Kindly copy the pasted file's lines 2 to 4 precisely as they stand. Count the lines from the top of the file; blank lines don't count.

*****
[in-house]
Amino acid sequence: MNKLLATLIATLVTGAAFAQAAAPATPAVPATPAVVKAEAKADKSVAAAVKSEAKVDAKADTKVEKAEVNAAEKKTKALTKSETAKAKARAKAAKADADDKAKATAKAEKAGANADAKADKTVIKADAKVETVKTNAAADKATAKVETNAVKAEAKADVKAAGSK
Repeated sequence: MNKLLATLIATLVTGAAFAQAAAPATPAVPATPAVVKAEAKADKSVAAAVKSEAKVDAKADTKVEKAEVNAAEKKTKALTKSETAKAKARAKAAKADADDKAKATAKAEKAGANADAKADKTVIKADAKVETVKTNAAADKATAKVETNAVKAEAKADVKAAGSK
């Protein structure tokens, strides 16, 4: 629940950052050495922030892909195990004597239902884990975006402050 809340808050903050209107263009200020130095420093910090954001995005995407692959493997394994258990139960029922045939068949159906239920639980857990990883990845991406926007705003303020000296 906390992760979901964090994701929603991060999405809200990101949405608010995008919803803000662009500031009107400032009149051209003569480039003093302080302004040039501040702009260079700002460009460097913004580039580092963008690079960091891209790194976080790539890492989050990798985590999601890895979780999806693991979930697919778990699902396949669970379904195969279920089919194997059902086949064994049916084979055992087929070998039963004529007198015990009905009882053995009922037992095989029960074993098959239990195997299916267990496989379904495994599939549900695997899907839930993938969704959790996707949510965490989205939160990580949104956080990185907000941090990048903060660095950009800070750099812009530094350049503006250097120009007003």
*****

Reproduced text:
Amino acid sequence: MNKLLATLIATLVTGAAFAQAAAPATPAVPATPAVVKAEAKADKSVAAAVKSEAKVDAKADTKVEKAEVNAAEKKTKALTKSETAKAKARAKAAKADADDKAKATAKAEKAGANADAKADKTVIKADAKVETVKTNAAADKATAKVETNAVKAEAKADVKAAGSK
Repeated sequence: MNKLLATLIATLVTGAAFAQAAAPATPAVPATPAVVKAEAKADKSVAAAVKSEAKVDAKADTKVEKAEVNAAEKKTKALTKSETAKAKARAKAAKADADDKAKATAKAEKAGANADAKADKTVIKADAKVETVKTNAAADKATAKVETNAVKAEAKADVKAAGSK
């Protein structure tokens, strides 16, 4: 629940950052050495922030892909195990004597239902884990975006402050 809340808050903050209107263009200020130095420093910090954001995005995407692959493997394994258990139960029922045939068949159906239920639980857990990883990845991406926007705003303020000296 906390992760979901964090994701929603991060999405809200990101949405608010995008919803803000662009500031009107400032009149051209003569480039003093302080302004040039501040702009260079700002460009460097913004580039580092963008690079960091891209790194976080790539890492989050990798985590999601890895979780999806693991979930697919778990699902396949669970379904195969279920089919194997059902086949064994049916084979055992087929070998039963004529007198015990009905009882053995009922037992095989029960074993098959239990195997299916267990496989379904495994599939549900695997899907839930993938969704959790996707949510965490989205939160990580949104956080990185907000941090990048903060660095950009800070750099812009530094350049503006250097120009007003």